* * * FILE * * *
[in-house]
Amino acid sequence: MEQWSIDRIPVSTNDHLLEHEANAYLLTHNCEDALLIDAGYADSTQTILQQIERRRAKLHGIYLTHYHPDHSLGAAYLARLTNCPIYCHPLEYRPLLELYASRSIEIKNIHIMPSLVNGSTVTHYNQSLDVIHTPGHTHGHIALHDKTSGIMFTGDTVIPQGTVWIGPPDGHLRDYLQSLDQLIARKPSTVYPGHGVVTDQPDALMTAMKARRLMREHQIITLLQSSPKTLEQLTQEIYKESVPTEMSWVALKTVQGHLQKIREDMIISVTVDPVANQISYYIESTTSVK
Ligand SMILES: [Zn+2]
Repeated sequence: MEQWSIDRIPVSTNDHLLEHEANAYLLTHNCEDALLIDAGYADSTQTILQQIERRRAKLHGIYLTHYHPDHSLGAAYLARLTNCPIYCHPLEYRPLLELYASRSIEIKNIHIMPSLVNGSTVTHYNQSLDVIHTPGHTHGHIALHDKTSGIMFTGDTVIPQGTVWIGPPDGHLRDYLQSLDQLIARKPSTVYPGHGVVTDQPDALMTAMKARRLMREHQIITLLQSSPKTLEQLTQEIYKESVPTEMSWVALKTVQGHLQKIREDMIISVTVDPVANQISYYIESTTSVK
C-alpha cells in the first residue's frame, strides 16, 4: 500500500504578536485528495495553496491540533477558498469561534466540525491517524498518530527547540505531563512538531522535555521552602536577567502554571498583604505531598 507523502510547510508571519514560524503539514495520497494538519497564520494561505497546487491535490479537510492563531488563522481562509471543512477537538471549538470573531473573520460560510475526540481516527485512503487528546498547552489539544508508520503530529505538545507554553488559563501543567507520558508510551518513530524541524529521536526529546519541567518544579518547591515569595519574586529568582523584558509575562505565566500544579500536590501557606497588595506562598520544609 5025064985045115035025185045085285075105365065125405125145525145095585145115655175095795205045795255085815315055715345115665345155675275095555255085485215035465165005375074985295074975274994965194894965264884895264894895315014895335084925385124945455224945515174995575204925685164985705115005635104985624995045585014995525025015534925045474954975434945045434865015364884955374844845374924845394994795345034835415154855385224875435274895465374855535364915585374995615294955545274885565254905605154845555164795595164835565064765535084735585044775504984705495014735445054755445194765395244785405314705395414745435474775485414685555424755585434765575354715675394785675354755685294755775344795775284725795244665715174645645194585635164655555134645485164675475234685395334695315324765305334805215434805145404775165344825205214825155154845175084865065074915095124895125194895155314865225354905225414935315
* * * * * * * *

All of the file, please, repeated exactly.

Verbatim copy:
[in-house]
Amino acid sequence: MEQWSIDRIPVSTNDHLLEHEANAYLLTHNCEDALLIDAGYADSTQTILQQIERRRAKLHGIYLTHYHPDHSLGAAYLARLTNCPIYCHPLEYRPLLELYASRSIEIKNIHIMPSLVNGSTVTHYNQSLDVIHTPGHTHGHIALHDKTSGIMFTGDTVIPQGTVWIGPPDGHLRDYLQSLDQLIARKPSTVYPGHGVVTDQPDALMTAMKARRLMREHQIITLLQSSPKTLEQLTQEIYKESVPTEMSWVALKTVQGHLQKIREDMIISVTVDPVANQISYYIESTTSVK
Ligand SMILES: [Zn+2]
Repeated sequence: MEQWSIDRIPVSTNDHLLEHEANAYLLTHNCEDALLIDAGYADSTQTILQQIERRRAKLHGIYLTHYHPDHSLGAAYLARLTNCPIYCHPLEYRPLLELYASRSIEIKNIHIMPSLVNGSTVTHYNQSLDVIHTPGHTHGHIALHDKTSGIMFTGDTVIPQGTVWIGPPDGHLRDYLQSLDQLIARKPSTVYPGHGVVTDQPDALMTAMKARRLMREHQIITLLQSSPKTLEQLTQEIYKESVPTEMSWVALKTVQGHLQKIREDMIISVTVDPVANQISYYIESTTSVK
C-alpha cells in the first residue's frame, strides 16, 4: 500500500504578536485528495495553496491540533477558498469561534466540525491517524498518530527547540505531563512538531522535555521552602536577567502554571498583604505531598 507523502510547510508571519514560524503539514495520497494538519497564520494561505497546487491535490479537510492563531488563522481562509471543512477537538471549538470573531473573520460560510475526540481516527485512503487528546498547552489539544508508520503530529505538545507554553488559563501543567507520558508510551518513530524541524529521536526529546519541567518544579518547591515569595519574586529568582523584558509575562505565566500544579500536590501557606497588595506562598520544609 5025064985045115035025185045085285075105365065125405125145525145095585145115655175095795205045795255085815315055715345115665345155675275095555255085485215035465165005375074985295074975274994965194894965264884895264894895315014895335084925385124945455224945515174995575204925685164985705115005635104985624995045585014995525025015534925045474954975434945045434865015364884955374844845374924845394994795345034835415154855385224875435274895465374855535364915585374995615294955545274885565254905605154845555164795595164835565064765535084735585044775504984705495014735445054755445194765395244785405314705395414745435474775485414685555424755585434765575354715675394785675354755685294755775344795775284725795244665715174645645194585635164655555134645485164675475234685395334695315324765305334805215434805145404775165344825205214825155154845175084865065074915095124895125194895155314865225354905225414935315